To prepare watermelon rind – Trim green skin and pink flesh from thick watermelon rind; cut into 1-inch pieces. Dissolve salt in 2 quarts water and pour over rind; let stand for 5 to 6 hours in refrigerator. Drain; rinse and drain again. Cover with cold water and let stand 30 minutes. Drain. Sprinkle ginger over rind; cover with water and cook until fork tender. Drain.

To make preserves ¬ Sterilize canning jars. Combine sugar, lemon juice and 7 cups water. Boil 5 minutes; add prepared watermelon rind and boil gently for 30 minutes. Add sliced lemon and cook until the melon rind is clear. Pack hot preserves into hot jars, leaving ¼-inch headspace. Wipe rims of jars with a dampened clean paper towel; adjust two-piece metal canning lids. Process in a boiling water canner (see table that follows for recommended processing times).

Recommended process time (in minutes) for watermelon rind preserves in a boiling-water canner.


Process time at altitudes of

Style of pack

Jar size

0 – 1,000 ft

1,001 – 6,000 ft

Above 6,000 ft


Half-pints or pints




“Watermelon Rind Preserves” recipe is adapted from the National Center for Home Food Preservation (NCHFP) recipe of the same name (https:// The NCHFP adapted it from Andress, E., & Harrison, J. A. (2014). So easy to preserve (Bulletin 989). (6th ed.). University of Georgia Cooperative Extension.

Cantaloupe Pickles

Yield: Makes about 4 pint jars


  • 5 pounds of 1-inch cantaloupe cubes (about 2 medium under- ripe* cantaloupe)
  • 1 teaspoon crushed red pepper flakes
  • 2 one-inch cinnamon sticks
  • 2 teaspoons ground cloves
  • 1 teaspoon ground ginger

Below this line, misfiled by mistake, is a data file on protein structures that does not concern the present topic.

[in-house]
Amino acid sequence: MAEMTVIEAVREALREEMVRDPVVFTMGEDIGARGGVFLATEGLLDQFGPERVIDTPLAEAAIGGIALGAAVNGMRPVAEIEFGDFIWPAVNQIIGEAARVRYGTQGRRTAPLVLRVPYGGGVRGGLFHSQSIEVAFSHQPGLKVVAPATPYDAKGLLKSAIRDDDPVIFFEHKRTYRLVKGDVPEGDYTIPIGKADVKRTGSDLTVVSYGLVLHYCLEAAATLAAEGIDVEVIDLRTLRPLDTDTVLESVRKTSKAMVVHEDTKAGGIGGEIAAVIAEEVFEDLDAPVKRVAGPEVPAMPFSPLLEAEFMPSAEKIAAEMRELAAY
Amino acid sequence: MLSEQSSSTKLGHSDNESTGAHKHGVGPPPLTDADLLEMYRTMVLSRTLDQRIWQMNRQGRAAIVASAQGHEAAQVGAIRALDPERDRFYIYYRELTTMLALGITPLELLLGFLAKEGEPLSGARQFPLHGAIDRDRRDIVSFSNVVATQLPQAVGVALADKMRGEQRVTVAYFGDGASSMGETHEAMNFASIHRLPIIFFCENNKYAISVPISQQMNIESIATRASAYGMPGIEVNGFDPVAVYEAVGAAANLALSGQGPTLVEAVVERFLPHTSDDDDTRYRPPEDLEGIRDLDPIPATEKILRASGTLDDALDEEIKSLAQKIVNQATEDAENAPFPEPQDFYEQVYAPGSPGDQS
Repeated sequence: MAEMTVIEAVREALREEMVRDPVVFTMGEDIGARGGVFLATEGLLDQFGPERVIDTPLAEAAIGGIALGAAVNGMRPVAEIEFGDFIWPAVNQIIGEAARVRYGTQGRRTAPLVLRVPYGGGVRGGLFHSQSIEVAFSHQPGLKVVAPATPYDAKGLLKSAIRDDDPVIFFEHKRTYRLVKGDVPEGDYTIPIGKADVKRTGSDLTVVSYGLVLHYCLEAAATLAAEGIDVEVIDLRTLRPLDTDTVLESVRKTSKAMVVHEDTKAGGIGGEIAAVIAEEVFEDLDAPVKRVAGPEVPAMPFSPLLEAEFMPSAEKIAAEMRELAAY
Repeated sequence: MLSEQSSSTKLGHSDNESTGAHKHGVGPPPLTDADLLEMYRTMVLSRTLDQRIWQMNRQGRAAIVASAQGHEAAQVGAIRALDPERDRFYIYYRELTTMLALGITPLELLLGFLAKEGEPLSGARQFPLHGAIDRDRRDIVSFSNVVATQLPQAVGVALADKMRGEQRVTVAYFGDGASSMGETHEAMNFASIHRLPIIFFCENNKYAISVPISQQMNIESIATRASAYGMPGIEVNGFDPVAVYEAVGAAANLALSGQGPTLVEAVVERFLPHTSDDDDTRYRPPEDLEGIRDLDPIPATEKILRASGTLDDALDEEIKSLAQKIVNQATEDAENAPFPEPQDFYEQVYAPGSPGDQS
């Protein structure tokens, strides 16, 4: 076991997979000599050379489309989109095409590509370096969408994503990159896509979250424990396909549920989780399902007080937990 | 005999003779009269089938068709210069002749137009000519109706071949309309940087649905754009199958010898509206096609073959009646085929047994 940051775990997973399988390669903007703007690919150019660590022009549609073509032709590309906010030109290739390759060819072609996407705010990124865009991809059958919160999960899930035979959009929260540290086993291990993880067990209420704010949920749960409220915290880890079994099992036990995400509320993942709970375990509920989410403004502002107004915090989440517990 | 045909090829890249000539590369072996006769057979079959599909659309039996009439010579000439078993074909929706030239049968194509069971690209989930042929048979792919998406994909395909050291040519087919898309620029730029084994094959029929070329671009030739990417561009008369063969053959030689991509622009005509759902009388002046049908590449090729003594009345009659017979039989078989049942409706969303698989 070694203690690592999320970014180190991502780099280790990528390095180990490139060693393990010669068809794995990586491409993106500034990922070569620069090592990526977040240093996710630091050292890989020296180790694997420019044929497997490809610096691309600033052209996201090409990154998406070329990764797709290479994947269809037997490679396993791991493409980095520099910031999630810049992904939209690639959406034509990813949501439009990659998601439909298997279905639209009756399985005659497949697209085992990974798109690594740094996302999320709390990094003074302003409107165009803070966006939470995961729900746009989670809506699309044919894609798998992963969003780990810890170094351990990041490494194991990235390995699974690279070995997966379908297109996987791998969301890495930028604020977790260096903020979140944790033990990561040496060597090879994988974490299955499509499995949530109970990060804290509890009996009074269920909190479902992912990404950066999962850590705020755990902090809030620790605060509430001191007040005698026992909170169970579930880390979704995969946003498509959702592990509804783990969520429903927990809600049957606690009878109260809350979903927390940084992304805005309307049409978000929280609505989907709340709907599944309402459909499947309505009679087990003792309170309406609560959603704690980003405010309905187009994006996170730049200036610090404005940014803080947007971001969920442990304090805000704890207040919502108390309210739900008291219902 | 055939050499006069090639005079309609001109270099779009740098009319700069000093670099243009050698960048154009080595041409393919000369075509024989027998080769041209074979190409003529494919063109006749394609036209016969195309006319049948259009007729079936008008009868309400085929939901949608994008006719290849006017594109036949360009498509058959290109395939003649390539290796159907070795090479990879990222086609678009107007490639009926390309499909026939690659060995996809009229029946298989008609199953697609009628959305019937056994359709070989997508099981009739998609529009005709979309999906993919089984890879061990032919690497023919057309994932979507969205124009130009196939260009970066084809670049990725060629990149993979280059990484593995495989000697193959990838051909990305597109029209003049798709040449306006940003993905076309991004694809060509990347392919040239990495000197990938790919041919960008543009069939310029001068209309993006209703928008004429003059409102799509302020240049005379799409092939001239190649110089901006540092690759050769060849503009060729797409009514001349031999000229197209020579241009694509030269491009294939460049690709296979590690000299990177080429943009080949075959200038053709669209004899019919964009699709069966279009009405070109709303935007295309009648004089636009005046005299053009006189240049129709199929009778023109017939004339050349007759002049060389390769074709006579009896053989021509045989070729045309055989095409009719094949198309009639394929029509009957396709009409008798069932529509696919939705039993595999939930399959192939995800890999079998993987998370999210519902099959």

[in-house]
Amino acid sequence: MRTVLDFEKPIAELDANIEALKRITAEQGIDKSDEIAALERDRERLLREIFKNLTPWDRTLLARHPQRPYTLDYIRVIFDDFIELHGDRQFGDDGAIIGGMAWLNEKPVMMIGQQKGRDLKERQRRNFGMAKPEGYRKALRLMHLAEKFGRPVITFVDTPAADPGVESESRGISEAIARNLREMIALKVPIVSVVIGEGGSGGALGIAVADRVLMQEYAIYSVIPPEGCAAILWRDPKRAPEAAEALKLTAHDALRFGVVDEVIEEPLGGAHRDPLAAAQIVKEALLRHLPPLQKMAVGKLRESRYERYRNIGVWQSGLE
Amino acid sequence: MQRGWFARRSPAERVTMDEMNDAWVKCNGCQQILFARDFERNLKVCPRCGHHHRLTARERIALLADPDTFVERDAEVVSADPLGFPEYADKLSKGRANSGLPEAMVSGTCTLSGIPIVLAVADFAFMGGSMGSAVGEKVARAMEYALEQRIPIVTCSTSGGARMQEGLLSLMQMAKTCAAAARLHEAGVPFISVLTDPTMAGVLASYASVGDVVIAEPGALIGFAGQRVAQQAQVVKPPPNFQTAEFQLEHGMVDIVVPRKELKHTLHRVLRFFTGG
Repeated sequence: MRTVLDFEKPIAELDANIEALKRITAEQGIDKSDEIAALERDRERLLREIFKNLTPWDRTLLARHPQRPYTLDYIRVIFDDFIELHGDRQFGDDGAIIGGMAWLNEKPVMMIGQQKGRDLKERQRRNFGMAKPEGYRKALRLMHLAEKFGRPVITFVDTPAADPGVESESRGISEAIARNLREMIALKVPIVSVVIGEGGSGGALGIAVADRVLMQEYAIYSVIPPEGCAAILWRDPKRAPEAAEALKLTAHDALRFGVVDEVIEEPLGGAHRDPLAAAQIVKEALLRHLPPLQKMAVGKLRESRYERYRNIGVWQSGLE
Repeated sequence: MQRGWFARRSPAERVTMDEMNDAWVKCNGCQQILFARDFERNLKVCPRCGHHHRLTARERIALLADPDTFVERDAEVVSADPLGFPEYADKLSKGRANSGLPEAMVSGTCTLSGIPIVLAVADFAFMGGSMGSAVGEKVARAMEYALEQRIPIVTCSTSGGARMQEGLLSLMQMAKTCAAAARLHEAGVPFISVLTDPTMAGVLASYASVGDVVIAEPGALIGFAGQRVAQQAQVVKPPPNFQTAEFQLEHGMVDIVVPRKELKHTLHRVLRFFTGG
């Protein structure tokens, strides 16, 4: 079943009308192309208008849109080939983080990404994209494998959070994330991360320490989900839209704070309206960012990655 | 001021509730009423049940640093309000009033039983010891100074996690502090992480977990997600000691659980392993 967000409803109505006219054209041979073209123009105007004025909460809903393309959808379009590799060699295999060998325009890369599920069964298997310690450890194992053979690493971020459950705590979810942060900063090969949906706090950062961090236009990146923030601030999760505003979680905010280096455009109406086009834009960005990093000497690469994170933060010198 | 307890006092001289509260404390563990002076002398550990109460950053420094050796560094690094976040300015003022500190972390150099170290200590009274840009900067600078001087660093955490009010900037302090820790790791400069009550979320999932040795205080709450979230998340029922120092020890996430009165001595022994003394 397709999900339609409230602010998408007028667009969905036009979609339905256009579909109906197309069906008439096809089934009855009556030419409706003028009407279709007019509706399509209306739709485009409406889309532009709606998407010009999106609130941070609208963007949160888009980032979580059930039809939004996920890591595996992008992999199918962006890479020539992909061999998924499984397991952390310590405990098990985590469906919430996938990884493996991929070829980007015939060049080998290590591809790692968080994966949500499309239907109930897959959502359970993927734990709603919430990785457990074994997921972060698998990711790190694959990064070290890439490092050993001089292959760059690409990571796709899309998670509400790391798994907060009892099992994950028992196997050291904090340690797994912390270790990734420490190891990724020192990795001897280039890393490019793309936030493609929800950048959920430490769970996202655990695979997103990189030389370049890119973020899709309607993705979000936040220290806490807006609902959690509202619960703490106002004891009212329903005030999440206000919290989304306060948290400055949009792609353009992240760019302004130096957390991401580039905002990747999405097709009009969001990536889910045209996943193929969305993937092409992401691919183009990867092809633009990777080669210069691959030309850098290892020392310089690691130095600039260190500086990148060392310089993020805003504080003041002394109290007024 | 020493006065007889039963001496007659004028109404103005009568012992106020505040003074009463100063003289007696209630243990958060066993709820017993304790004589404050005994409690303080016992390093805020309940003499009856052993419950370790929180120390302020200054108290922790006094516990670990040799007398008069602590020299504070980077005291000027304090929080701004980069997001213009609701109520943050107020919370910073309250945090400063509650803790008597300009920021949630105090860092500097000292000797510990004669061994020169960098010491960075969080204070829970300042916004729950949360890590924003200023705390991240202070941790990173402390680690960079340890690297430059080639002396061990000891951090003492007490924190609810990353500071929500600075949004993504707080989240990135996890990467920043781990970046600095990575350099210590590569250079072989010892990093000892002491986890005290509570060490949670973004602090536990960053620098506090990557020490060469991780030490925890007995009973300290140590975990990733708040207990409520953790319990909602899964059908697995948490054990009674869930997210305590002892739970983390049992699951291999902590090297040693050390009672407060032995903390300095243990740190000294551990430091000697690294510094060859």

• 4½ cups cider vinegar (5%)
  • 2 cups water
  • 1½ cups white sugar
  • 1½ cups packed light brown sugar

*Select cantaloupe that are full size but almost fully green and firm to the touch in all areas including the stem area.

Day One:

  1. Wash cantaloupe and cut into halves; remove Cut into 1-inch slices and peel. Cut strips of flesh into 1-inch cubes. Weigh out 5 pounds of pieces and place in large glass bowl.
  2. Place red pepper flakes, cinnamon sticks, cloves and ginger in a spice bag and tie the ends Combine vinegar and water in a 4-quart stockpot. Bring to a boil, then turn heat off. Add spice bag to the vinegar-water mixture, and let steep for 5 minutes, stirring occasionally.
  3. Pour hot vinegar solution and spice bag over melon pieces in the Cover with a food-grade plastic lid or wrap and let stand overnight in the refrigerator (about 18 hours).

Day Two:

  1. Wash and rinse pint canning jars; keep hot until ready to use. Prepare lids according to manufacturer’s directions.
  2. Carefully pour off vinegar solution into a large 8- to 10-quart saucepan and bring to a boil. Add sugar; stir to dissolve. Add cantaloupe and bring back to a boil. Lower heat to simmer until cantaloupe pieces turn translucent, about 1 to 1¼ hours.
  3. Remove cantaloupe pieces into a medium-sized stockpot, cover and set Bring remaining liquid to a boil and boil an additional 5 minutes. Return cantaloupe to the liquid syrup, and bring back to a boil.
  4. With a slotted spoon, fill hot cantaloupe pieces into clean, hot pint jars, leaving 1-inch headspace. Cover with boiling hot syrup, leaving ½-inch headspace. Remove air bubbles and adjust headspace if needed. Wipe rims of jars with a dampened clean paper towel; apply two-piece metal canning lids.
  5. Process in a boiling water canner according to the recommendations in the table that Let cool, undisturbed, 12-24 hours and check for seals.

Recommended process time (in minutes) for cantaloupe pickles in a boiling-water canner.


Process time at altitudes of

Style of pack

Jar size

0 – 1,000 ft

1,001 – 6,000 ft

Above 6,000 ft






“Cantaloupe Pickles” recipe is adapted from the National Center for Home Food Preservation (NCHFP) recipe of the same name in Preparing and Canning Pickled Fruits ( It was developed for the NCHFP at the University of Georgia and released by L. Andress, Department of Foods and Nutrition, College of Family and Consumer Sciences, August 2003.